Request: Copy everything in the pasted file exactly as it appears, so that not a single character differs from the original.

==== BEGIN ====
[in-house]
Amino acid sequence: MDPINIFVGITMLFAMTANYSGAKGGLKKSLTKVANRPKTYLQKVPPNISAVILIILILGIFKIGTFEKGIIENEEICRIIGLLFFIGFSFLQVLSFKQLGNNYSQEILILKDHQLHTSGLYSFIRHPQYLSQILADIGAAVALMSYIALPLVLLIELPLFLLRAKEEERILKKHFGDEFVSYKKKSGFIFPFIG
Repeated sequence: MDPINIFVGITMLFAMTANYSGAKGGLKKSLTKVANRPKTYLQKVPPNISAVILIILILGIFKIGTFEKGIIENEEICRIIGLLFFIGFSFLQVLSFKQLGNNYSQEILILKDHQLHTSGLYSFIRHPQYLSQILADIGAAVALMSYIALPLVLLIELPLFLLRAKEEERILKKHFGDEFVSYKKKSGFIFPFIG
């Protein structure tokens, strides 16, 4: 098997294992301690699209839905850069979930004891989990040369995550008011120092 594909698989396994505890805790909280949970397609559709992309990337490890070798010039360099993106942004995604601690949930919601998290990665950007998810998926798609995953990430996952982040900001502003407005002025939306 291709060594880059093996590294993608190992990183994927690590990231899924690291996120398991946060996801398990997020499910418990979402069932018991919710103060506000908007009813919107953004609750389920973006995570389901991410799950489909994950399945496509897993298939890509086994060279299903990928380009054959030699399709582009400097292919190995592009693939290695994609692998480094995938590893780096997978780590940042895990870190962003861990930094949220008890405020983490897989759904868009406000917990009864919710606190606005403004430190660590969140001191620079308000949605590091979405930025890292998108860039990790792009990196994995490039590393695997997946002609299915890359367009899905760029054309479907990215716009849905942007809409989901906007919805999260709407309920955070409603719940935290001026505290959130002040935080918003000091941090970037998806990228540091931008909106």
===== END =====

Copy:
[in-house]
Amino acid sequence: MDPINIFVGITMLFAMTANYSGAKGGLKKSLTKVANRPKTYLQKVPPNISAVILIILILGIFKIGTFEKGIIENEEICRIIGLLFFIGFSFLQVLSFKQLGNNYSQEILILKDHQLHTSGLYSFIRHPQYLSQILADIGAAVALMSYIALPLVLLIELPLFLLRAKEEERILKKHFGDEFVSYKKKSGFIFPFIG
Repeated sequence: MDPINIFVGITMLFAMTANYSGAKGGLKKSLTKVANRPKTYLQKVPPNISAVILIILILGIFKIGTFEKGIIENEEICRIIGLLFFIGFSFLQVLSFKQLGNNYSQEILILKDHQLHTSGLYSFIRHPQYLSQILADIGAAVALMSYIALPLVLLIELPLFLLRAKEEERILKKHFGDEFVSYKKKSGFIFPFIG
């Protein structure tokens, strides 16, 4: 098997294992301690699209839905850069979930004891989990040369995550008011120092 594909698989396994505890805790909280949970397609559709992309990337490890070798010039360099993106942004995604601690949930919601998290990665950007998810998926798609995953990430996952982040900001502003407005002025939306 291709060594880059093996590294993608190992990183994927690590990231899924690291996120398991946060996801398990997020499910418990979402069932018991919710103060506000908007009813919107953004609750389920973006995570389901991410799950489909994950399945496509897993298939890509086994060279299903990928380009054959030699399709582009400097292919190995592009693939290695994609692998480094995938590893780096997978780590940042895990870190962003861990930094949220008890405020983490897989759904868009406000917990009864919710606190606005403004430190660590969140001191620079308000949605590091979405930025890292998108860039990790792009990196994995490039590393695997997946002609299915890359367009899905760029054309479907990215716009849905942007809409989901906007919805999260709407309920955070409603719940935290001026505290959130002040935080918003000091941090970037998806990228540091931008909106």